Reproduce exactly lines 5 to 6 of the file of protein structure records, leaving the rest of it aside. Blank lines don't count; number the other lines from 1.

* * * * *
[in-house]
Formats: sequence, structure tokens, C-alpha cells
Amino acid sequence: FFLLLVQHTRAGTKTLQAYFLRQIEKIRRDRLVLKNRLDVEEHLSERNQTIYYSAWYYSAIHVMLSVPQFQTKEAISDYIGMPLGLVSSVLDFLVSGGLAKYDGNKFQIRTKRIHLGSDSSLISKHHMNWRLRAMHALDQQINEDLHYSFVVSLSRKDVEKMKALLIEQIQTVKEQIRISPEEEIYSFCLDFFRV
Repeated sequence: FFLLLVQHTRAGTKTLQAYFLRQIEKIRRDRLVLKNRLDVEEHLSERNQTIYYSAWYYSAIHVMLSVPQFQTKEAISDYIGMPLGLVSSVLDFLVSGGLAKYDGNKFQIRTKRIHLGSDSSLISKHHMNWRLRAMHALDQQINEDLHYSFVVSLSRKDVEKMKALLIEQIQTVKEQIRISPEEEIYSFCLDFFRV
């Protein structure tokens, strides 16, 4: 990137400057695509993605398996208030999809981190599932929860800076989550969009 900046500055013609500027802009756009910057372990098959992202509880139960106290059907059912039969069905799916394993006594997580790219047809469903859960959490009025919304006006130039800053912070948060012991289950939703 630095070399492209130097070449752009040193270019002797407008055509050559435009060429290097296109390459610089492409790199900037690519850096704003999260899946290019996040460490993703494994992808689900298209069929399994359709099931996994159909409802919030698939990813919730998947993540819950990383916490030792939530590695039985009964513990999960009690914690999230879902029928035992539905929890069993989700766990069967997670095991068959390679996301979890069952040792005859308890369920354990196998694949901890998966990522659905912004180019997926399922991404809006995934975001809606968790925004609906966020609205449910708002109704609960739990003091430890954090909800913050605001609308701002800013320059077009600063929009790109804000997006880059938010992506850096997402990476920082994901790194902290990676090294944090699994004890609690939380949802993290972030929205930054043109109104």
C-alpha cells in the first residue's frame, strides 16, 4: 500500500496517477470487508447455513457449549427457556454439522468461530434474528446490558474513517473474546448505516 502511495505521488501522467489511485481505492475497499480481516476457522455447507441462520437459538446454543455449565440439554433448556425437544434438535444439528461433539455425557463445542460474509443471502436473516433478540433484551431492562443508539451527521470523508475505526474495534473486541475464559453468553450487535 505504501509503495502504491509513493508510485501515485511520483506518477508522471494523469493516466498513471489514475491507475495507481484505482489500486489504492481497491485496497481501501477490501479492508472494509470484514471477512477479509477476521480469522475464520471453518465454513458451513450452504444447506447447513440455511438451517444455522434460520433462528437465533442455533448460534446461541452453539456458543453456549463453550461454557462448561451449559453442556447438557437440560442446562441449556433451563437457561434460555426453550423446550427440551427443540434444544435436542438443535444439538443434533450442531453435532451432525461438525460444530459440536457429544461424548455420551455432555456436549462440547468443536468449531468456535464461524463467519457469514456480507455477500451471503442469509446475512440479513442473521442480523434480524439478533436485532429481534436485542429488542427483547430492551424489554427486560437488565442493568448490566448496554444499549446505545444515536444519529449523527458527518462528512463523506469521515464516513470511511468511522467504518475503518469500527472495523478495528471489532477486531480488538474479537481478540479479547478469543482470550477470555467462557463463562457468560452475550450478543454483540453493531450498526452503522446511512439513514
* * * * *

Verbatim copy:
């Protein structure tokens, strides 16, 4: 990137400057695509993605398996208030999809981190599932929860800076989550969009 900046500055013609500027802009756009910057372990098959992202509880139960106290059907059912039969069905799916394993006594997580790219047809469903859960959490009025919304006006130039800053912070948060012991289950939703 630095070399492209130097070449752009040193270019002797407008055509050559435009060429290097296109390459610089492409790199900037690519850096704003999260899946290019996040460490993703494994992808689900298209069929399994359709099931996994159909409802919030698939990813919730998947993540819950990383916490030792939530590695039985009964513990999960009690914690999230879902029928035992539905929890069993989700766990069967997670095991068959390679996301979890069952040792005859308890369920354990196998694949901890998966990522659905912004180019997926399922991404809006995934975001809606968790925004609906966020609205449910708002109704609960739990003091430890954090909800913050605001609308701002800013320059077009600063929009790109804000997006880059938010992506850096997402990476920082994901790194902290990676090294944090699994004890609690939380949802993290972030929205930054043109109104």
C-alpha cells in the first residue's frame, strides 16, 4: 500500500496517477470487508447455513457449549427457556454439522468461530434474528446490558474513517473474546448505516 502511495505521488501522467489511485481505492475497499480481516476457522455447507441462520437459538446454543455449565440439554433448556425437544434438535444439528461433539455425557463445542460474509443471502436473516433478540433484551431492562443508539451527521470523508475505526474495534473486541475464559453468553450487535 505504501509503495502504491509513493508510485501515485511520483506518477508522471494523469493516466498513471489514475491507475495507481484505482489500486489504492481497491485496497481501501477490501479492508472494509470484514471477512477479509477476521480469522475464520471453518465454513458451513450452504444447506447447513440455511438451517444455522434460520433462528437465533442455533448460534446461541452453539456458543453456549463453550461454557462448561451449559453442556447438557437440560442446562441449556433451563437457561434460555426453550423446550427440551427443540434444544435436542438443535444439538443434533450442531453435532451432525461438525460444530459440536457429544461424548455420551455432555456436549462440547468443536468449531468456535464461524463467519457469514456480507455477500451471503442469509446475512440479513442473521442480523434480524439478533436485532429481534436485542429488542427483547430492551424489554427486560437488565442493568448490566448496554444499549446505545444515536444519529449523527458527518462528512463523506469521515464516513470511511468511522467504518475503518469500527472495523478495528471489532477486531480488538474479537481478540479479547478469543482470550477470555467462557463463562457468560452475550450478543454483540453493531450498526452503522446511512439513514